ND lake named in honor of slain northwest Minn. police chief; Jay Nelson served in both states
A lake in North Dakota has been named in honor of Jay Nelson, the well-regarded former Lake Park, Minn., police chief who was killed last fall in a hunting-related shooting that shocked and saddened the community.
Nelson’s family members say the naming of Jay Nelson Lake, near Jamestown, is a touching and apt memorial for a man who loved the Great Outdoors as much as Nelson did.
“I think it’s a great compliment,” said Lisa Nelson, Jay’s sister. “He loved fishing and hunting and was an outdoorsman. I think it’s a great honor to have something like this, especially where he started his law enforcement career, in the Jamestown area.”
Nelson was once a deputy sheriff in Stutsman County, of which Jamestown is the county seat. A Detroit Lakes, Minn., native, he held various positions at law enforcement agencies in North Dakota and Minnesota over the span of his 30-plus year career. Most recently, he worked as a deputy at the Becker County Sheriff’s Department before taking on the role of chief of police in Lake Park. He retired in 2015.
Nelson’s uncle, Dwaine Heinrich, who is the mayor of Jamestown and played a key role in the naming of Jay Nelson Lake, said his nephew’s only career ambition, from the time he was very young, was to be a police officer.
“He was always a thoughtful, considerate type of person,” said Heinrich. “I think he truly wanted to help people, and I think he did that.”
Even after retiring, Nelson continued to be very active in his community. He worked for the Rolling R Bison Ranch in Cormorant, volunteered with the Lake Park Fire Department, and served for nearly a year on the Lake Park City Council. He was respected and well liked by those who knew him.
His namesake lake is a roughly 1,000-acre, 25-foot-deep lake located a few miles south of the tiny town of Medina, just west of Jamestown. Previously unnamed and undeveloped, the North Dakota Game and Fish Department is currently in the process of stocking the lake with walleye to turn it into a fishery.
Heinrich owns land along the southeast shore of the lake and had already been working with the Game and Fish Department in its walleye stocking efforts when the naming opportunity knocked. Lakes like this one are often named after the local landowner who grants public access to the lake, explained BJ Kratz, the Southeast District Fisheries manager for the department; or, the landowner can suggest a name.
In this case, Heinrich was that landowner, and he suggested the name Jay Nelson Lake. He had signed the public access agreement with the Game and Fish Department just four days before Nelson’s death, and he thought naming the lake after his nephew would be a fitting tribute. Other nearby property owners, as well as the local sportsmen’s club, were supportive of the idea, so Kratz and the department gave ‘Jay Nelson Lake’ the official approval.
“I thought it would be a good thing to do,” Kratz said, adding that, “We thought it was a good way to honor Heinrich’s suggestion, and also Mr. Nelson, too.”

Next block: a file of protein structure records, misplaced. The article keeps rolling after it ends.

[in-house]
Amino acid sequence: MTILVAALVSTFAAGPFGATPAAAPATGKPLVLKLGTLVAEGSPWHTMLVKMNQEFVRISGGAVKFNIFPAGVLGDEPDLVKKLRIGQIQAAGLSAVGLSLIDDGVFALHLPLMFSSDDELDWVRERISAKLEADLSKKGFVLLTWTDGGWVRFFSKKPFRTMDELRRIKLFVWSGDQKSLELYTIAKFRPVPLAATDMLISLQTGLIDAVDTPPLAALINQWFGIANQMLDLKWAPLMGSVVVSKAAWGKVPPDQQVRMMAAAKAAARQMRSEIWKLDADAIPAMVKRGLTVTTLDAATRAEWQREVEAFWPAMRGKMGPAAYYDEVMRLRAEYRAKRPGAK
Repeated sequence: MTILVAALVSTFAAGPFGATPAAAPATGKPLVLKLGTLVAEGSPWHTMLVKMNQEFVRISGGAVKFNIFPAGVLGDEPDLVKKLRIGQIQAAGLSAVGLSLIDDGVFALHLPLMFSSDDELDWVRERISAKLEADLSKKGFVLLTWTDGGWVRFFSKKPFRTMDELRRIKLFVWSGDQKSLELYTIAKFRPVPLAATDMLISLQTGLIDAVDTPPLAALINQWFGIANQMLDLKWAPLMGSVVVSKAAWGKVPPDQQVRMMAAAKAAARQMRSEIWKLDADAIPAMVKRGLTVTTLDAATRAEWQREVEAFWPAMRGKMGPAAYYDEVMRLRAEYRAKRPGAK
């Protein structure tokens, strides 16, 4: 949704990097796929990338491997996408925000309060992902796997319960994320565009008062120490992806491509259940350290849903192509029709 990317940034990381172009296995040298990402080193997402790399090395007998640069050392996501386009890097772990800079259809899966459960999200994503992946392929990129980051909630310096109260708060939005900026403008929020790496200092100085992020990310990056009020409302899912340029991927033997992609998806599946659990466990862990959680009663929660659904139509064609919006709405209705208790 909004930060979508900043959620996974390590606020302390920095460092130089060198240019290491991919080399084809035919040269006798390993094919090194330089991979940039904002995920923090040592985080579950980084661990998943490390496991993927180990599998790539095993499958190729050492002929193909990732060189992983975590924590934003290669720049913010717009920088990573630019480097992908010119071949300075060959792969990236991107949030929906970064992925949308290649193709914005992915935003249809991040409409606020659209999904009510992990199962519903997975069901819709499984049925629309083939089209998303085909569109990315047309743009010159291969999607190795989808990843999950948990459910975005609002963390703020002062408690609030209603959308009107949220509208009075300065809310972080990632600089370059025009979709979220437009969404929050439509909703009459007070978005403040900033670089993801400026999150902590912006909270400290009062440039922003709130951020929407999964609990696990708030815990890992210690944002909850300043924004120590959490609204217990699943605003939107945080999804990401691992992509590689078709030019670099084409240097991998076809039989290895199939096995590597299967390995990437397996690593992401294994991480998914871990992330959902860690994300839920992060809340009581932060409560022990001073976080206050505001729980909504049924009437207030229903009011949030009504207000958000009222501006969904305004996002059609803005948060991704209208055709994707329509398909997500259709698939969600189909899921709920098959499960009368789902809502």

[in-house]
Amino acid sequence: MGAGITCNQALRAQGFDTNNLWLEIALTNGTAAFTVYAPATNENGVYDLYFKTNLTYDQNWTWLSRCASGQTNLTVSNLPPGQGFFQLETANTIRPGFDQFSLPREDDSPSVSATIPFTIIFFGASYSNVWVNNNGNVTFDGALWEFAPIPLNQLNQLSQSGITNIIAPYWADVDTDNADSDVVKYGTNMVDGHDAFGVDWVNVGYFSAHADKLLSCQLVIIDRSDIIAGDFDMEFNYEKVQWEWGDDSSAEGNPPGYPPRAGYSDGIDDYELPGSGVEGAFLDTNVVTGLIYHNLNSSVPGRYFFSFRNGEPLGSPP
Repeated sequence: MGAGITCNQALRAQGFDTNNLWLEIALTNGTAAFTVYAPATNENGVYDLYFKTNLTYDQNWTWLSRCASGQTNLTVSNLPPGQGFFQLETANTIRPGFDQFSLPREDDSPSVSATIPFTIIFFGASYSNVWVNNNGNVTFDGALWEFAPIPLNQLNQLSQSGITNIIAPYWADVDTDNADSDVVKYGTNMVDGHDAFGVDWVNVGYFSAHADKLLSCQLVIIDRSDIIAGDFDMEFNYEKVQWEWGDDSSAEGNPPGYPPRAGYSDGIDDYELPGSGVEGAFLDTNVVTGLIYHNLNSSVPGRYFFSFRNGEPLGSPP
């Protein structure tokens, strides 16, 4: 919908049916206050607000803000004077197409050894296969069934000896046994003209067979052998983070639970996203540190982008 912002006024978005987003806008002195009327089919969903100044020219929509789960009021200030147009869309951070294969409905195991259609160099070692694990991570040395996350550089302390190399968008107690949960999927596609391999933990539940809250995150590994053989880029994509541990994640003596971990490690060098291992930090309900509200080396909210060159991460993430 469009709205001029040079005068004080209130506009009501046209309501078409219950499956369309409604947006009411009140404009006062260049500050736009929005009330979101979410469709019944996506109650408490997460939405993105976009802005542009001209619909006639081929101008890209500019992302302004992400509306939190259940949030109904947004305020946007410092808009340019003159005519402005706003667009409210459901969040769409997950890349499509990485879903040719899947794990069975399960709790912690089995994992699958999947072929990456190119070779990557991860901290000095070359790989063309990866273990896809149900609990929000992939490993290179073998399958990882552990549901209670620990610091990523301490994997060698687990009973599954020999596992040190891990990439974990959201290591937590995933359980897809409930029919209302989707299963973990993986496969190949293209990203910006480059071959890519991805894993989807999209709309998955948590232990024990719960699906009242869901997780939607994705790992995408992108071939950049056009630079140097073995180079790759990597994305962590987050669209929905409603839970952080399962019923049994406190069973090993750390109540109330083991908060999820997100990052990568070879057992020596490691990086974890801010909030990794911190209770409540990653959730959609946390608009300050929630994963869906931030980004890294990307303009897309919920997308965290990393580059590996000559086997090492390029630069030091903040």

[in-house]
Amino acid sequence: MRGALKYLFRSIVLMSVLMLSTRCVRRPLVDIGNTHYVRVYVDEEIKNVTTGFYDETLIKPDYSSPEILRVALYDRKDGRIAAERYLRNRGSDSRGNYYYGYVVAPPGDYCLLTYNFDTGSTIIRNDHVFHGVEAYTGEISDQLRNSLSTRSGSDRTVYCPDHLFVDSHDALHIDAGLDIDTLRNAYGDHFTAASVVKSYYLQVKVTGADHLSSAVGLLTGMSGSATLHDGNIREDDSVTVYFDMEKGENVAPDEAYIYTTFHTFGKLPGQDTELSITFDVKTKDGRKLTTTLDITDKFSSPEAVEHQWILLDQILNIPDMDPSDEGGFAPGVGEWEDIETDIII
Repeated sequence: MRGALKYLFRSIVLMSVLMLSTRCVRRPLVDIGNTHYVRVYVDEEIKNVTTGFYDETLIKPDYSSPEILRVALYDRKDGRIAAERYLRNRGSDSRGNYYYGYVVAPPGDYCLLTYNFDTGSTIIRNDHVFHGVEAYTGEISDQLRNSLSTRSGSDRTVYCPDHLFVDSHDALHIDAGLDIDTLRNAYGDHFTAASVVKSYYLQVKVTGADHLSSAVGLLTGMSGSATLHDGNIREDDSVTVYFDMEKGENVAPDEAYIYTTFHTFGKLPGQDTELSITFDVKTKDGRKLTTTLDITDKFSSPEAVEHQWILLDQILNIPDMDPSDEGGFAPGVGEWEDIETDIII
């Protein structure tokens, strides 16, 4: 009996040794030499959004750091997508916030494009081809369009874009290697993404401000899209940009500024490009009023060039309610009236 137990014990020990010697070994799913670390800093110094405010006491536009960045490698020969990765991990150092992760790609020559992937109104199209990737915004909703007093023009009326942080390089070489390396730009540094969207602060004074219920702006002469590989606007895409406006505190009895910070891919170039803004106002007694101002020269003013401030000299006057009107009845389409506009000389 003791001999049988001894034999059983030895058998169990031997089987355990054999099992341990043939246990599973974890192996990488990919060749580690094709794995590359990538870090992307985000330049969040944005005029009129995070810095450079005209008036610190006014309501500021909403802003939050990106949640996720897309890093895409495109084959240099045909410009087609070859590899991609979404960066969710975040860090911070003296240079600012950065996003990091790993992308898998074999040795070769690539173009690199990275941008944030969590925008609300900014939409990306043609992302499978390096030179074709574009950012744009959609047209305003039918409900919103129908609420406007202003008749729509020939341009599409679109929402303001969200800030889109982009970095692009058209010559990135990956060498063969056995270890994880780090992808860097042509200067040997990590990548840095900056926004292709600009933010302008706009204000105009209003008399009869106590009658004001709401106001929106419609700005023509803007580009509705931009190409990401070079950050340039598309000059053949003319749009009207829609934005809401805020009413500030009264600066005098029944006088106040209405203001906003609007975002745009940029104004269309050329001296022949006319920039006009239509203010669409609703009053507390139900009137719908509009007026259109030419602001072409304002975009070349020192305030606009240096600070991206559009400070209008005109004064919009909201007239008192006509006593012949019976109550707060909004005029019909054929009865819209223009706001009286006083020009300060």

If all goes well with the walleye stocking efforts, as is expected, then Jay Nelson Lake will be classified and added to the state’s database within the next few years. At that point, the lake will likely be further developed with a boat ramp. Right now, it’s mainly used for ice fishing, Kratz said.
Once Jay Nelson Lake is more accessible and ready for walleye fishing, it should be “a very nice addition to Medina and Stutsman County,” said Heinrich.
His hope is that the lake will become a place where Nelson’s two sons, Jacob and Jon, bring their children to enjoy the outdoors “and remember their grandpa.” He believes his nephew would be “pleased to be remembered this way.”
“We’re just very honored,” said Sheila ‘Toots’ Nelson, Jay’s widow. She and other family members plan to visit the lake sometime this spring or summer, after the weather warms up.
Jay Nelson was hunting near Little Flat Lake, on the White Earth Reservation in Becker County, when he was killed by a gunshot wound. A stray bullet hit his vehicle while he was driving on a logging trail on Nov. 10, 2018. He was 53 years old.
An Ogema, Minn., man, Morris Silas Dodd Jr., was later arrested in connection with Nelson’s death and charged with second degree manslaughter and a felon in possession of a firearm. He told authorities he fired a shot toward a fawn to try and scare it, and did not see Nelson’s vehicle nor did he purposefully shoot at it or Nelson. Dodd’s next court appearance is scheduled for March 11 at the Becker County Courthouse.
“Obviously, it’s a tragedy,” said Heinrich of Nelson’s death. “And there’s nothing we can do about it, so you have to look at it as, ‘How do we draw some good out of this?’ ...Well, maybe by remembering him, and that’s one of the things that we’re doing here. Also, by remembering not just him, but how he lived his life. By learning from his example.”